I believe the answer to this challenge is found in Jesus’ question and response to them. Verse 28 contains Jesus’ question and the blind men’s response: “Jesus said to them, ‘Do you believe that I am able to do this?’ They said to Him, ‘Yes, Lord.’

While I don’t know why it wasn’t already evident through their seeking Jesus out and following Him asking for help, Jesus asks these two men plainly if they believe that He is able to do this. In their response, which is just two words long, we see an amazing display of faith. It is easy to discount the response they give, which is simply, “Yes, Lord,” as something that is said with humility and respect to someone with authority. However, by using the word “Lord,” I see in this response that these men believe Jesus to be from God, and that the healing they desperately want to have will be from God as well.

To wrap up this healing, Matthew describes in verse 29 that Jesus then “touched their eyes, saying, ‘It shall be done to you according to your faith.’

Interestingly enough, these blind men had clearly demonstrated their faith. They persisted when it appeared as though Jesus was ignoring them, and they acknowledged their faith in Jesus and God when asked. It almost seems redundant for Jesus, who would know they had plenty of faith, to tell them they would be healed “according to [their] faith”. It should not surprise anyone reading this event to learn that these men were healed.

In this event, we see an amazing truth that the level of faith we have in God will directly determine how clearly we see God working in our lives – and it may even directly affect how God is able or not able to work in us and through us. The faith of these blind men is clearly visible both before they are healed, and it is confirmed after they have been healed. This makes Jesus’ message to them a principle and a promise we can live by: Our requests of God will be done to us according to our faith.

While we are encouraged to pray for other people, this principle focuses on our personally focused prayers. If we want healing, freedom, or a specific opportunity, we must be willing to display a visible faith before we can expect it to happen.

However, the last portion of our passage is interesting as well. After healing these men, Matthew tells us in verse 30 that “Jesus sternly warned them: ‘See that no one knows about this!” Since we are reading from the New American Standard Bible, there are two words in this command that are italicized. This means that they are not included in the original language, but have been added to smooth the reading. The literal response Jesus gives is simply, “See that no one knows”. While the context can imply that Jesus is telling these men to keep silent about this healing, it could also simply be Jesus telling these men to keep secret this extreme truth about faith.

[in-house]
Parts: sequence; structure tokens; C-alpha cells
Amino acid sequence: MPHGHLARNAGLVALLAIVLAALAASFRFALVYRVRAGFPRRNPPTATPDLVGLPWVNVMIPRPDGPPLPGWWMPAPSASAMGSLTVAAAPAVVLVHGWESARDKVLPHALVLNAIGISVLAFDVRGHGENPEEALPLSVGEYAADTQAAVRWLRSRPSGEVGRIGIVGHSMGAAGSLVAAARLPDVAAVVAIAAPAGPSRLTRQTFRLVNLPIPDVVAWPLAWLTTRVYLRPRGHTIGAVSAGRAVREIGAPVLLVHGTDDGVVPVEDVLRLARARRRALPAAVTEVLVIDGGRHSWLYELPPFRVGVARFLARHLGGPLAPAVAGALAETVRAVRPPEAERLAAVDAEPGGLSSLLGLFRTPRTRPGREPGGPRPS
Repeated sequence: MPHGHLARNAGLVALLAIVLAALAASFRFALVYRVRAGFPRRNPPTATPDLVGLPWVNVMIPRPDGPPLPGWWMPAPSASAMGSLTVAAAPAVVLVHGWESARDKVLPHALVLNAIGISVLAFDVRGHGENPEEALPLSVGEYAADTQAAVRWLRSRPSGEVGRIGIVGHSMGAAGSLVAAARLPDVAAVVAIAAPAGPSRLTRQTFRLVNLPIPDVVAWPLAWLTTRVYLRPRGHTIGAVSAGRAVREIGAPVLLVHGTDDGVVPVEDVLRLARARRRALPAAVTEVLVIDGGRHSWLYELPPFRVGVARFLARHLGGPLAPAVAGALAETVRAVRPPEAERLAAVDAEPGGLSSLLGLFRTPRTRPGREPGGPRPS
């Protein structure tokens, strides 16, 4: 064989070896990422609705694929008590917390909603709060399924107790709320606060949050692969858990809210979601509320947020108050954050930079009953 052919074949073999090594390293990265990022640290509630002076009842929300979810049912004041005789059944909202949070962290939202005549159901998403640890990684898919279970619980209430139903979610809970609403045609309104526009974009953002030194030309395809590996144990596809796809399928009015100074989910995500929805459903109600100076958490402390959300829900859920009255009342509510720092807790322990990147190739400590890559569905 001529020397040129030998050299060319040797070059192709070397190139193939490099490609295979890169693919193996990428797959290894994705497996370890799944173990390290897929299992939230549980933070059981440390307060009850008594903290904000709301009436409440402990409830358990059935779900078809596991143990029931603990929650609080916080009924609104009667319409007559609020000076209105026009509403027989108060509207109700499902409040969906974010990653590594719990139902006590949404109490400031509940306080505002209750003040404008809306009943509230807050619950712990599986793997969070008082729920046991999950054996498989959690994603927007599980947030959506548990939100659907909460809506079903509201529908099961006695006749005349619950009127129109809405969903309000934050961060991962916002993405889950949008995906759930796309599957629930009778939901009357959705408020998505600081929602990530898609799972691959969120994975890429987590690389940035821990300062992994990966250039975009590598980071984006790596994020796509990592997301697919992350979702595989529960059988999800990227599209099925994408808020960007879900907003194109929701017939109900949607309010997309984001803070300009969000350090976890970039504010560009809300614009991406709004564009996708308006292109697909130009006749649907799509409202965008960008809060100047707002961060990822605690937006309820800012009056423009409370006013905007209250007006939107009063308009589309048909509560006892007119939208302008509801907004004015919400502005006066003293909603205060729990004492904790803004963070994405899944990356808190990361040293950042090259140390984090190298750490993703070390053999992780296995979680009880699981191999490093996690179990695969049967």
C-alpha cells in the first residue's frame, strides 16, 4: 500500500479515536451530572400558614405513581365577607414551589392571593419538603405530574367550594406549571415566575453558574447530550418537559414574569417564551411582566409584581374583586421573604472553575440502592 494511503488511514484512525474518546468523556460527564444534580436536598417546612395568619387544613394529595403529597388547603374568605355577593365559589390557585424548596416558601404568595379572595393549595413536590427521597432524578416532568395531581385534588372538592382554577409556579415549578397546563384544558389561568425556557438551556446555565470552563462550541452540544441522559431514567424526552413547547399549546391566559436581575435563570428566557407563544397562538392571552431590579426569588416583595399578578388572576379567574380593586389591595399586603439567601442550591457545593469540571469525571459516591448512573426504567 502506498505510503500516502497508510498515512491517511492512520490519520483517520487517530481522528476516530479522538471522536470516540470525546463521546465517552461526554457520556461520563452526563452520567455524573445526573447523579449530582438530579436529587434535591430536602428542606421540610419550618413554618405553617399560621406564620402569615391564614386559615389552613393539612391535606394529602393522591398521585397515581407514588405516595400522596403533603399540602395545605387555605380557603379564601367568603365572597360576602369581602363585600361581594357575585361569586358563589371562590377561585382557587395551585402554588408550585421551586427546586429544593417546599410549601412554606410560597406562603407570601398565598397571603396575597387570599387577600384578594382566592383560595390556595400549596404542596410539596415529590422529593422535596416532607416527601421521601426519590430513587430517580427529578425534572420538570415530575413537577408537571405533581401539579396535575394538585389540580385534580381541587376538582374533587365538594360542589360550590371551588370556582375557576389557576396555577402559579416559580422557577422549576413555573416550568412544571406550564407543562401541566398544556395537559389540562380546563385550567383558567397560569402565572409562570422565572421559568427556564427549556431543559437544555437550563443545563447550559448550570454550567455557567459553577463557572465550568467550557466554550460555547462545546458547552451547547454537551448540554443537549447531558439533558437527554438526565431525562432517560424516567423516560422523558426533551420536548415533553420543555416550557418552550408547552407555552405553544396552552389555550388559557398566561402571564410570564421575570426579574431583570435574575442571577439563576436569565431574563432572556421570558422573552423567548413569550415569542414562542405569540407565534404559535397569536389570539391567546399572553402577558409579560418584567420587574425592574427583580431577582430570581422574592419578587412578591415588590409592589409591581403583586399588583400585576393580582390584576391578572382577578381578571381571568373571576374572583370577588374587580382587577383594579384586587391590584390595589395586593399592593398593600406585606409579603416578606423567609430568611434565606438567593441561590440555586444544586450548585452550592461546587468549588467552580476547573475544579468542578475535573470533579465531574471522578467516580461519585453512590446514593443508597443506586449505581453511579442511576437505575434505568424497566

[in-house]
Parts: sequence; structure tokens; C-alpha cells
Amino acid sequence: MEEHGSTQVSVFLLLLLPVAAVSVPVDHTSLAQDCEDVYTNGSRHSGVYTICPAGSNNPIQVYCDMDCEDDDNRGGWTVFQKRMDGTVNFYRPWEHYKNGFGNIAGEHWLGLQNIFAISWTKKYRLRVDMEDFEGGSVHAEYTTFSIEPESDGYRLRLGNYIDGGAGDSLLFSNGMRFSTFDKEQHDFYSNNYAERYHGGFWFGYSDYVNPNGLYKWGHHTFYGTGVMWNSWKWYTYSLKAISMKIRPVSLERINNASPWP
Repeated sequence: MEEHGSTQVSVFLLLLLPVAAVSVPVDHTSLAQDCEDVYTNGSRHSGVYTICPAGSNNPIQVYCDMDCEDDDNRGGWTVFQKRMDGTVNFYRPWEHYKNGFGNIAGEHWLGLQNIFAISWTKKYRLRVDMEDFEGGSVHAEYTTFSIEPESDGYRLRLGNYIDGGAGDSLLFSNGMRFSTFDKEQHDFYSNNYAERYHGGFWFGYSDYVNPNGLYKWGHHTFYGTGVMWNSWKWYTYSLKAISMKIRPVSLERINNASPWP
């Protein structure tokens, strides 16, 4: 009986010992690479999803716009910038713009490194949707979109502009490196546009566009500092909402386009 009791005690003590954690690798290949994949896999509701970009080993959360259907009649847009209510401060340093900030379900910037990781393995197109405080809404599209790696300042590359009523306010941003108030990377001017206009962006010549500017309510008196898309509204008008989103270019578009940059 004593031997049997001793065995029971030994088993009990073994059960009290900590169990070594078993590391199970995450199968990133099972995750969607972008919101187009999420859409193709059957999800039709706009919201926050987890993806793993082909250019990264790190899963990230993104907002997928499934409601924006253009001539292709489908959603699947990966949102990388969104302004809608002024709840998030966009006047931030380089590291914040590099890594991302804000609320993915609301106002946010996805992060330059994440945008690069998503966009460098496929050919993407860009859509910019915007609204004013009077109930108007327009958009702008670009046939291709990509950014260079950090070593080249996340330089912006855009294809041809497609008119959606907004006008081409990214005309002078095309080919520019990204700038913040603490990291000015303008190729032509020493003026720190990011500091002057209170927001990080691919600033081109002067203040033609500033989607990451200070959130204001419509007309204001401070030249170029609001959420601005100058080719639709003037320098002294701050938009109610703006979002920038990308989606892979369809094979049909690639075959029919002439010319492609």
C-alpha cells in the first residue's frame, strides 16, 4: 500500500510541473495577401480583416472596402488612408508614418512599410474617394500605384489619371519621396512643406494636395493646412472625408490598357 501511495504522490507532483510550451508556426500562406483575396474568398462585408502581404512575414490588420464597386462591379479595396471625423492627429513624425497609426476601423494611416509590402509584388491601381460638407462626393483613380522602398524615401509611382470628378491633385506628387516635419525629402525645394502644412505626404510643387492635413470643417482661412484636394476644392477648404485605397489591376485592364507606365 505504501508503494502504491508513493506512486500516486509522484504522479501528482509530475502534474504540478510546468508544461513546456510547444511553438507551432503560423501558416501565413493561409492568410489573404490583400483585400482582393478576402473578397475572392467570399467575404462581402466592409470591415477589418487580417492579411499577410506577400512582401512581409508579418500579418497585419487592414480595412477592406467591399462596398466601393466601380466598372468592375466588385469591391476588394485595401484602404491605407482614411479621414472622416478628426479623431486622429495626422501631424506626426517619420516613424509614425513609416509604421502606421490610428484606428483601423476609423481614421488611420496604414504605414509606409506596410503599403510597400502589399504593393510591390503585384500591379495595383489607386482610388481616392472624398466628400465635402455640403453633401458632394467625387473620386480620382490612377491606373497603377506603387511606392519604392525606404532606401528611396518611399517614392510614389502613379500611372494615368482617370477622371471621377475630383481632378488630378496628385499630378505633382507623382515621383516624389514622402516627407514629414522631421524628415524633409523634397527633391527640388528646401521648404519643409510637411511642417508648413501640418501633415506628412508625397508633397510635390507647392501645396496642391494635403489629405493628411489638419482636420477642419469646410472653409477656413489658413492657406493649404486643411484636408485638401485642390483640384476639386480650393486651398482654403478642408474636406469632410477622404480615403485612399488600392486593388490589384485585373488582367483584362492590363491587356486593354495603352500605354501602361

Faith is powerful; more powerful than we realize. Faith can be placed in many things, and persistent faith is powerful enough to conquer virtually anything we face in this life. However, faith, when it is not placed in what God did for us through Jesus on the cross, is worthless in the context of eternity. These men experience healing because they had amazing, persistent faith and because they placed their faith in Jesus.

Matthew’s final statement in this event is that these men go and do the exact opposite of what it seems like Jesus asked them to do. Matthew tells us that these healed men “went out and spread the news about Him throughout all that land”. If Jesus wanted them to stay silent so He wouldn’t be flooded with people needing help, we can understand His reasoning. And we can contrast this with also realizing that the formerly blind men’s enthusiasm to share what Jesus had done for them was their way of saying thank you to Jesus and to God for healing them.

But it is also possible that these men shared what Jesus had done for them without sharing that Jesus attributed their healing to their level of faith in Him. In this regard, it can be said that these men obeyed Jesus, while also enthusiastically giving thanks to God for healing them.

The big thing for us to remember in this passage and this healing is that our faith is a powerful tool that we are called to place in Jesus. Faith in many other things can be productive in this life, but only when our faith is in Jesus will we discover a future, eternal life with God in heaven.

As we come to the end of another podcast episode, here are the challenges I will leave you with: